MIDSAYAP, North Cotabato (MindaNews/June 06) – With our travel fund expiring in a few days, choosing our destination after two years of the pandemic was not a difficult decision. From the beginning, with beaches as a priority and kids left at home, we always wanted to visit Tawi-tawi.
Despite how it was painted in the media or what was instilled in our minds about the risk of going to this part of the country, we booked and flew to the place which we later realized that it was truly a southernmost paradise in the Philippines.
Other than its location on the map, Tawi-tawi may never be one of the best choices due to its reputation for peace and order. But with our thirst to see and learn new things as part of our version of revenge tourism, our trip was truly for the books.
We have reached the southernmost province of the country. We visited the first mosque in the Philippines built 642 years ago in Simunul by Sheik Makhdum. Our feet walked and crossed the finest sand of the longest sandbar of the Panampangan and Basibuli islands. We came face to face with Papa Bulls, the largest crocodile in captivity, saw the tallest molave tree in the Philippines and on top of Bud Bongao’s tallest mountain, considered sacred by locals, had a glimpse of Malaysia-Borneo from afar.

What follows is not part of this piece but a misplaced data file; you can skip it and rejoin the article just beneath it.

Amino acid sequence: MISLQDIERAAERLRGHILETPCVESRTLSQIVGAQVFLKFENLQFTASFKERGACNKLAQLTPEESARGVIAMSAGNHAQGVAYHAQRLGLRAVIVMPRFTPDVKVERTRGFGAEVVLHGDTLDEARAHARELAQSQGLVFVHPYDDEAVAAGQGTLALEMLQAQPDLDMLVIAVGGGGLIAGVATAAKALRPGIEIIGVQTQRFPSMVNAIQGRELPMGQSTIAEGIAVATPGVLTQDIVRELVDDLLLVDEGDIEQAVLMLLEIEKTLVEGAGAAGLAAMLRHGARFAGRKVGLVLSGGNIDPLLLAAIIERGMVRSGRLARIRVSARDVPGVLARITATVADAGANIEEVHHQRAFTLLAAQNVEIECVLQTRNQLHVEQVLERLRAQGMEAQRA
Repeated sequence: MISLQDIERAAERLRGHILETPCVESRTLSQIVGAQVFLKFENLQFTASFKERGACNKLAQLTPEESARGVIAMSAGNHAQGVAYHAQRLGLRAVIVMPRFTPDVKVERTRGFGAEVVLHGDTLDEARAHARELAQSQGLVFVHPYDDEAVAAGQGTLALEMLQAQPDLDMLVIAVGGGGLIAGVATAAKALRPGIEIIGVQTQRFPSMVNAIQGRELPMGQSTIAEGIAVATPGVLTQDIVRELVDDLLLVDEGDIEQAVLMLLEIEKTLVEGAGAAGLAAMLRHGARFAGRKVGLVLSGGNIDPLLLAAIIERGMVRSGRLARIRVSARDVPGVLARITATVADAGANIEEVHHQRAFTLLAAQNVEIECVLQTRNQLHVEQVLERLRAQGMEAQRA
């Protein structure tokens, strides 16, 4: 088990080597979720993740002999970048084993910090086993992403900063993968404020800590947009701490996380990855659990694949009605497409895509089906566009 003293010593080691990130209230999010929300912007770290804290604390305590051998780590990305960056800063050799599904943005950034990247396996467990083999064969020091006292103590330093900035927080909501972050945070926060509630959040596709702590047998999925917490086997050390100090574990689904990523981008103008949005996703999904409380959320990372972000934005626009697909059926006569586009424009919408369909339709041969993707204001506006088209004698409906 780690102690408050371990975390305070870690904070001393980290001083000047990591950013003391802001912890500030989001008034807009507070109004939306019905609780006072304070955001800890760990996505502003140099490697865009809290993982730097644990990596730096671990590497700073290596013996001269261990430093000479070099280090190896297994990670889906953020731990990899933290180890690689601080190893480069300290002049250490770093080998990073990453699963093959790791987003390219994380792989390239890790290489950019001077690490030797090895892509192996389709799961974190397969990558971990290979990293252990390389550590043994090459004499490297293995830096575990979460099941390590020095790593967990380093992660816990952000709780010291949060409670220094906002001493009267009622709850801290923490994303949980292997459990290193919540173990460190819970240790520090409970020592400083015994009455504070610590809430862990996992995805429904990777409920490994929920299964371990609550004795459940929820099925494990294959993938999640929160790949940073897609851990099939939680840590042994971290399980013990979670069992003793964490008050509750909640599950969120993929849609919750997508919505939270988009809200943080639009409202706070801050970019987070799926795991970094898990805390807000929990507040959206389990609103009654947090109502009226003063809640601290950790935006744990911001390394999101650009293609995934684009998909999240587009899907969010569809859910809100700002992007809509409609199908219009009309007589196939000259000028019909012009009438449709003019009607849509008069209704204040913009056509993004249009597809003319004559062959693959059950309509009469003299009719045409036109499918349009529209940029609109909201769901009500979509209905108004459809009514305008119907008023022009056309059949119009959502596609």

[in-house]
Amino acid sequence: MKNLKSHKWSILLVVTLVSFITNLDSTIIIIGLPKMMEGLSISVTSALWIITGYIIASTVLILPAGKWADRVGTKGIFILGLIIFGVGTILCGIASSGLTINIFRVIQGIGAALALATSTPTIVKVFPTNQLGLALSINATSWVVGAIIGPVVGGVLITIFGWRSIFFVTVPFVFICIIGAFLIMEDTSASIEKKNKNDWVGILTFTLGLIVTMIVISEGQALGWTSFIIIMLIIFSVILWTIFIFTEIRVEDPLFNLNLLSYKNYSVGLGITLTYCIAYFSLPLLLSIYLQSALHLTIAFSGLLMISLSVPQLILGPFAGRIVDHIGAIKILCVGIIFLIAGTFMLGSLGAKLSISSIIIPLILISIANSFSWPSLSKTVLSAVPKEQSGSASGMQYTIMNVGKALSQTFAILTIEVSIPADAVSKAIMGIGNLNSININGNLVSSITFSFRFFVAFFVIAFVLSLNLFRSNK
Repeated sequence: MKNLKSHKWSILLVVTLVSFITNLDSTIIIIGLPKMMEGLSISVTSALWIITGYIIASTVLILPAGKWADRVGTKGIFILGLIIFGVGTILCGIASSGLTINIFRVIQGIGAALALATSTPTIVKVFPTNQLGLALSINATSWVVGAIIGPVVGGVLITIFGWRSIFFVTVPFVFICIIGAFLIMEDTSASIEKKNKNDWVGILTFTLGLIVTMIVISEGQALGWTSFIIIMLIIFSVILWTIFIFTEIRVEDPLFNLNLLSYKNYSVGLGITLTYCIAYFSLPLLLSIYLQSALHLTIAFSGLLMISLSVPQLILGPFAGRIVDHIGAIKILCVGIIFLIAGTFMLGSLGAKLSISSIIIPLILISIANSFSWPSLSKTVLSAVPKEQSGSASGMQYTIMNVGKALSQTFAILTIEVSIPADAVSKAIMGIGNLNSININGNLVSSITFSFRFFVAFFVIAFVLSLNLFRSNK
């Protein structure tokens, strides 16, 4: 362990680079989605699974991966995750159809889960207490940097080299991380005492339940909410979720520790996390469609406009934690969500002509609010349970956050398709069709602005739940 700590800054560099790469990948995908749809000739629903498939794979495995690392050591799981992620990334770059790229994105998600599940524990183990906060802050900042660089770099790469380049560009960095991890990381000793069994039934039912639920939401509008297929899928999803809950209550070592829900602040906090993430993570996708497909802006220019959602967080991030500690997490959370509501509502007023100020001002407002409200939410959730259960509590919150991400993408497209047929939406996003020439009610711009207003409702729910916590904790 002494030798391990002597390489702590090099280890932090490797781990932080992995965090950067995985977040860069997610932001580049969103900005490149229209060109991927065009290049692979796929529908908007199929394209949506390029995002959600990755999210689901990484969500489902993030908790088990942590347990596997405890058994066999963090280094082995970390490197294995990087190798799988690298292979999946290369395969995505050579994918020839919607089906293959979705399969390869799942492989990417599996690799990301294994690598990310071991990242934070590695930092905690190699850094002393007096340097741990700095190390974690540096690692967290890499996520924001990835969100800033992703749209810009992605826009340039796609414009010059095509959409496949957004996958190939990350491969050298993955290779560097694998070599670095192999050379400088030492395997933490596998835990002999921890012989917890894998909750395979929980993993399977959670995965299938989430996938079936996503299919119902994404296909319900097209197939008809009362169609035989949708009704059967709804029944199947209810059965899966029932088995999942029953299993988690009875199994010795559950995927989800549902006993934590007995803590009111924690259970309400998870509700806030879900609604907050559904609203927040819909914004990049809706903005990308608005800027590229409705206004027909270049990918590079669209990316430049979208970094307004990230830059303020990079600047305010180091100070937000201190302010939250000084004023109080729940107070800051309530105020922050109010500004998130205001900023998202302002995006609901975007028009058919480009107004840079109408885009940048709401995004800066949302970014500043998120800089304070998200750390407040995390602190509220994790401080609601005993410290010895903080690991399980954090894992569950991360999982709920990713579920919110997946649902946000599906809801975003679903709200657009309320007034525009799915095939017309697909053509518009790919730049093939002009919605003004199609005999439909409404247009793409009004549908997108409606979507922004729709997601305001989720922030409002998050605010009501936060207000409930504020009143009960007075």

Not caring about the burning sensation of the sun on our skin, the vast Celebes sea and the loud noise of the speedboat with islets around as if sprinkled in the vast blue ocean, the place we considered as the hotbed of terrorism, kidnapping and violence offered the exact opposite – an experience of truly haunting beauty and bounty.
It was a different world in the almost uninhabited islands of Panampangan and Sangay Siapu. Comparable to the turquoise waters of the Maldives, the beaches and islands of Tawi-tawi nestled in the waters of the Sulu and Celebes seas are a true paradise for beach lovers like us. Grilling fresh fish for lunch under the tall coconut trees as the winds blow, kissing our faces on the islands we almost owned that day, reminds us that the best feeling can happen in places where you wouldn’t have never imagined going.
With the intersecting culture of Samas and Malays, the sights and sounds of Tawi-tawi are full of heartwarming experiences for travelers like us. From the best Tausug specialties, the hottest and the best coffee served with the Dulang, tiyula itum the beef stew with burnt coconut sauce, beef kulma, and the best breakfast satti, Tawi-tawi is also a destination for the best gastronomic adventures. In addition, of course, the extremely affordable price of fish in the market sold by the pack (bugkos) or tapok and never by the kilo.
Besides what filled our eyes and minds, there were the things that made our hearts fall in love with Tawi-tawi. The best thing about the islands are the loving, friendly and peaceful people we were lucky enough to meet. As we think of gunmen walking around and harassing communities, we saw sweet smiles, warm welcomes and heard great stories and aspirations from everyone we met.
Like many of us, Samas and Tausugs yearn for peace of mind and the simple life. With their deep connection to their culture and their lives anchored in the wealth of their natural resources, Tawi-tawi is a place of harmony and peaceful coexistence between people.